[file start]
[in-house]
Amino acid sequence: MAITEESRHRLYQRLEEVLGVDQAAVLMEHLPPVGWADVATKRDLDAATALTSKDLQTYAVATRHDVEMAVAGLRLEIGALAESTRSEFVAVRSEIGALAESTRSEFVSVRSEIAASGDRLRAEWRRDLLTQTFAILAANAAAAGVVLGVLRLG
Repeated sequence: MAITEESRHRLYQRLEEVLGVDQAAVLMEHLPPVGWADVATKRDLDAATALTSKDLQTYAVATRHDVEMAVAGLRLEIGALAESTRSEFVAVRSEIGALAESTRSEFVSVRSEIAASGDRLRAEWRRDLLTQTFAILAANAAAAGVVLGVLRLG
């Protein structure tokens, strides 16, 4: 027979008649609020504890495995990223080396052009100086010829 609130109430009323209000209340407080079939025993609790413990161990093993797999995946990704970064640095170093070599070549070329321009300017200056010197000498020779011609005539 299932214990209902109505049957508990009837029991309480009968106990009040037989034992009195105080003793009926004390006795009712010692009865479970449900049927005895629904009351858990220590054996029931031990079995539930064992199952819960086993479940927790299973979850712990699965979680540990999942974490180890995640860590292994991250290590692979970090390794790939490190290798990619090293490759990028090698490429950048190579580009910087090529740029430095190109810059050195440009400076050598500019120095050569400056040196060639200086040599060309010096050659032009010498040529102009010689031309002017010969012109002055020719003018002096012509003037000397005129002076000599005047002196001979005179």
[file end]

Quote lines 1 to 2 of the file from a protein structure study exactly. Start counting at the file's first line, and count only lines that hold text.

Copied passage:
[in-house]
Amino acid sequence: MAITEESRHRLYQRLEEVLGVDQAAVLMEHLPPVGWADVATKRDLDAATALTSKDLQTYAVATRHDVEMAVAGLRLEIGALAESTRSEFVAVRSEIGALAESTRSEFVSVRSEIAASGDRLRAEWRRDLLTQTFAILAANAAAAGVVLGVLRLG